A proposal for liquor restrictions to the entire Kimberley region in Western Australia would see the ban of takeaway sales of alcohol with the exception of light beers.
In May last year, Western Australia’s Police Commissioner Chris Dawson submitted an application to the Director of Liquor Licencing, advocating for restrictions, stating that his officers in the region had seen the negative impacts of alcohol on communities.
“This application has been made as a result of ongoing concerns regarding the harms of excessive alcohol consumption across the Kimberley,” Mr Dawson told The Australian earlier this month.
“These harms are significant. They impact upon law and order in the community in addition to the health and welfare of community members, and can only be addressed through a combined whole-of-government and community effort," he said.
The CEO of East Kimberley-based Aboriginal development organisation Wunan Foundation, Ian Trust, told NITV News he supports the liquor restriction but said alcohol abuse is not a black issue.
“There seems to be a perception that alcohol issues is amongst Aboriginal people and I don’t think that’s the case, it seems to be an underlying problem across the community at large, regardless of who you are,” Mr Trust said.
“I don’t see this being an Aboriginal problem, of course, our people are caught up in it but it’s not specifically an Aboriginal problem."
Currently, the cashless debit card operates in the East Kimberley region, cardholders are prohibited from purchasing alcohol. There are also takeaway restrictions in place limiting takeaway sales of full-strength alcohol to 2.25 litres (or three bottles of wine) and mid-strength to one carton of beer (11.25 litres) per customer.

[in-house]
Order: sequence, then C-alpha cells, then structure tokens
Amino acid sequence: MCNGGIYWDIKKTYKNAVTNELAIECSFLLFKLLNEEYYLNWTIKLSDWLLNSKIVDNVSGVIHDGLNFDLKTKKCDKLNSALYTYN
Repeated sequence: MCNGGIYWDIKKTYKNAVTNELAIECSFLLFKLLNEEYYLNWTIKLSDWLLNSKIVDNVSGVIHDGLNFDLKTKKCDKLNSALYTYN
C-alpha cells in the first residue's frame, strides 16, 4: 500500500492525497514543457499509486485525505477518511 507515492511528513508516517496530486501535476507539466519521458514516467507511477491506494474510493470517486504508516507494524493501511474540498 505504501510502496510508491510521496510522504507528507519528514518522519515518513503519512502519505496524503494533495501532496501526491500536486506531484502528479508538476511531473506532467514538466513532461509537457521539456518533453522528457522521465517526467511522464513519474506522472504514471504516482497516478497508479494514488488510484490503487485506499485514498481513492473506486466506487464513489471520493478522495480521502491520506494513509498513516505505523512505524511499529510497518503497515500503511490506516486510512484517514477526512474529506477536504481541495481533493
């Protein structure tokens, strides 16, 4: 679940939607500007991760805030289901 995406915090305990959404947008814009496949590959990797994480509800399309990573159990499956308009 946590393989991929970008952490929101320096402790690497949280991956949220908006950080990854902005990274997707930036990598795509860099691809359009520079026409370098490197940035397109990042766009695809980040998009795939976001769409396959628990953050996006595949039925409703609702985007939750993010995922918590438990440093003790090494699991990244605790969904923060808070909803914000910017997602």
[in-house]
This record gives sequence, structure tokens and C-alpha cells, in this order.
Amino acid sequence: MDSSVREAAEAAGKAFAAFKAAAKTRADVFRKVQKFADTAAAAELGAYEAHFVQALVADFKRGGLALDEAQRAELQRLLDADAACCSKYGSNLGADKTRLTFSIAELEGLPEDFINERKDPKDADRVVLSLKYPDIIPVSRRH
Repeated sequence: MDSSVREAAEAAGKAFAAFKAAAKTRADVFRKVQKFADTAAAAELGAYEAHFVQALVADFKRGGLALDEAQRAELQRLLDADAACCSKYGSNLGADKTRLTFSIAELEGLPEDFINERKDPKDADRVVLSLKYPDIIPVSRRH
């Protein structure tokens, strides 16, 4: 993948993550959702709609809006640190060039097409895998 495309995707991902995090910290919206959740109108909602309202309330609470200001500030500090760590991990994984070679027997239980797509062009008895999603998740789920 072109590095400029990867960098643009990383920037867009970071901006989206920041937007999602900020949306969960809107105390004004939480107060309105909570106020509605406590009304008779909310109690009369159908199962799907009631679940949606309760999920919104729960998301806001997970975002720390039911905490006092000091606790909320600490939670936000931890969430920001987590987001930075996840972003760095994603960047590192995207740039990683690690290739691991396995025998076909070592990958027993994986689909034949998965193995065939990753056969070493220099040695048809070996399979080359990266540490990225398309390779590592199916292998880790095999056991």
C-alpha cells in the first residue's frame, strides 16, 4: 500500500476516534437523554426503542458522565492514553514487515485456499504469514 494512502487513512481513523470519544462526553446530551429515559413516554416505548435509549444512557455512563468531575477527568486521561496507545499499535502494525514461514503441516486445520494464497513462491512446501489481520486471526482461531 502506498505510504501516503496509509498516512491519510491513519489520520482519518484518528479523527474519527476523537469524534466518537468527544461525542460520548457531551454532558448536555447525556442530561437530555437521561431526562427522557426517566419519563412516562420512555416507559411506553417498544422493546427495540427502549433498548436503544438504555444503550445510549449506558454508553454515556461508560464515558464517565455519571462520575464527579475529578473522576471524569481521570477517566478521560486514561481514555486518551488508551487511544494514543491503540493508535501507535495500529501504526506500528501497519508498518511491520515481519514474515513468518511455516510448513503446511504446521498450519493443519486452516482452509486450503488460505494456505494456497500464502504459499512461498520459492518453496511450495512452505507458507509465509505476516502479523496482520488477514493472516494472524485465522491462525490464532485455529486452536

In Halls Creek and Fitzroy Crossing, located in the central Kimberley area, only light to mid-strength beer is sold.
Yawuru man, Johani Mamid operates Mabu Buru Tours, one of the many Broome based Aboriginal tourism businesses.
The Mabu Buru Tours takes people around the Broome area sharing Dreamtime stories, language, and Aboriginal knowledge of the land, plants and animals.
Mr Mamid said he supports the restrictions but wants there to be a trial first, to ensure people can give feedback.
“I believe in doing what’s best for the health of the community, and if it’s identified that alcohol is an issue then I’m all for the change,” Mr Mamid said.
Despite the concerns raised by WA Premier Mark McGowan that the restrictions could impact on the tourism industry, Mr Mamid said he doesn’t believe it would affect his business at all.
“I don’t believe that they (tourists) come here for the alcohol, if we were to put in a ban or restriction for the alcohol, I don’t believe it would have a big effect on the numbers,” he said.
“When I do my tours, we’re not drinking on our tours, I don’t see people coming on our tours that are drunk, alcohol is not apart of our tourism.”
The State Premier has previously stated he would rather a register of banned drinkers in the region and has publicly opposed the Police Commissioner’s proposal.
“The problem with a blanket restriction is it impacts those people who do the right thing…to a degree, [it] removes self-determination from people as to what decisions individual communities want to make,” Mr McGowan said.
Mr Dawson said he had consulted with members of the Indigenous community before submitting his application. The decision on the proposal remains with the Director of Liquor Licencing.